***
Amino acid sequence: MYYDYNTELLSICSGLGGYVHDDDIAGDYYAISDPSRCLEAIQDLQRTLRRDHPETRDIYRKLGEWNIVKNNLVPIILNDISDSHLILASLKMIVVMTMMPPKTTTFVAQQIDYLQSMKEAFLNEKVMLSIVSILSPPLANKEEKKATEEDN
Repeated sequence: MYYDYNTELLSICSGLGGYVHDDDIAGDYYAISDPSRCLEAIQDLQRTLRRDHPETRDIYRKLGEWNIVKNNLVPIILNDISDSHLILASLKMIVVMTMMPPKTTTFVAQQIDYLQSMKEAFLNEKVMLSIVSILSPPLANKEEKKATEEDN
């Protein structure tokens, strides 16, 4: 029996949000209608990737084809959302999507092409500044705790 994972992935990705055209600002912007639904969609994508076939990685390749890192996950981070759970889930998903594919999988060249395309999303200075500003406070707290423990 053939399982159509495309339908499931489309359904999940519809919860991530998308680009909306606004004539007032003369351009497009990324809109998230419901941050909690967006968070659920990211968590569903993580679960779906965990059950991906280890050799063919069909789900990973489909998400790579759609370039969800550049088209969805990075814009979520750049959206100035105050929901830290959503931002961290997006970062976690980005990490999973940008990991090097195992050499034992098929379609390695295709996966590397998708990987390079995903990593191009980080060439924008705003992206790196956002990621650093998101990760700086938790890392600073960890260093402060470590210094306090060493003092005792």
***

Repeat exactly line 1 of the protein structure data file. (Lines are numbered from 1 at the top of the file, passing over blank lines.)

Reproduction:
Amino acid sequence: MYYDYNTELLSICSGLGGYVHDDDIAGDYYAISDPSRCLEAIQDLQRTLRRDHPETRDIYRKLGEWNIVKNNLVPIILNDISDSHLILASLKMIVVMTMMPPKTTTFVAQQIDYLQSMKEAFLNEKVMLSIVSILSPPLANKEEKKATEEDN